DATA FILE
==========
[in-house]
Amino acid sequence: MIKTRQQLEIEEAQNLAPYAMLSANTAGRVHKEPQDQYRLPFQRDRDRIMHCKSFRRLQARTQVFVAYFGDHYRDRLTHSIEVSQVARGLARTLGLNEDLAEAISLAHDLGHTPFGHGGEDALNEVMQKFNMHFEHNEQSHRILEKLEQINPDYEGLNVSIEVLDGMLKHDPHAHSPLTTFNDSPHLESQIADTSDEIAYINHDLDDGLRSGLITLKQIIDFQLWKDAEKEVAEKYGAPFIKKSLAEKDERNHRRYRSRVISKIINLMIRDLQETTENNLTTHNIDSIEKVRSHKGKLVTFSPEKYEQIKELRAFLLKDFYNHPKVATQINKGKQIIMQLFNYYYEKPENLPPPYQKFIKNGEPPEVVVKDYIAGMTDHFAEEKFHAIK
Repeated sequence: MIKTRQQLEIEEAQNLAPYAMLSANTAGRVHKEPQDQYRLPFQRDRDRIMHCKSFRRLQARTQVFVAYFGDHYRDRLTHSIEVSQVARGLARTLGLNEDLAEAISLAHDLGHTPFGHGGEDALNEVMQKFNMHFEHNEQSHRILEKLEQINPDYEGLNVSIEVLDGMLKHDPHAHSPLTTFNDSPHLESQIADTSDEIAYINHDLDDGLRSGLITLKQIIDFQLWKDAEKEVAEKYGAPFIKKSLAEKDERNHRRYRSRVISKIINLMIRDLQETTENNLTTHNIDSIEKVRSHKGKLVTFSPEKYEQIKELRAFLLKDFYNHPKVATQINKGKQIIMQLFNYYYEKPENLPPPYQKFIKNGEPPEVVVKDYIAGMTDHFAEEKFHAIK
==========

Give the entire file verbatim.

[in-house]
Amino acid sequence: MIKTRQQLEIEEAQNLAPYAMLSANTAGRVHKEPQDQYRLPFQRDRDRIMHCKSFRRLQARTQVFVAYFGDHYRDRLTHSIEVSQVARGLARTLGLNEDLAEAISLAHDLGHTPFGHGGEDALNEVMQKFNMHFEHNEQSHRILEKLEQINPDYEGLNVSIEVLDGMLKHDPHAHSPLTTFNDSPHLESQIADTSDEIAYINHDLDDGLRSGLITLKQIIDFQLWKDAEKEVAEKYGAPFIKKSLAEKDERNHRRYRSRVISKIINLMIRDLQETTENNLTTHNIDSIEKVRSHKGKLVTFSPEKYEQIKELRAFLLKDFYNHPKVATQINKGKQIIMQLFNYYYEKPENLPPPYQKFIKNGEPPEVVVKDYIAGMTDHFAEEKFHAIK
Repeated sequence: MIKTRQQLEIEEAQNLAPYAMLSANTAGRVHKEPQDQYRLPFQRDRDRIMHCKSFRRLQARTQVFVAYFGDHYRDRLTHSIEVSQVARGLARTLGLNEDLAEAISLAHDLGHTPFGHGGEDALNEVMQKFNMHFEHNEQSHRILEKLEQINPDYEGLNVSIEVLDGMLKHDPHAHSPLTTFNDSPHLESQIADTSDEIAYINHDLDDGLRSGLITLKQIIDFQLWKDAEKEVAEKYGAPFIKKSLAEKDERNHRRYRSRVISKIINLMIRDLQETTENNLTTHNIDSIEKVRSHKGKLVTFSPEKYEQIKELRAFLLKDFYNHPKVATQINKGKQIIMQLFNYYYEKPENLPPPYQKFIKNGEPPEVVVKDYIAGMTDHFAEEKFHAIK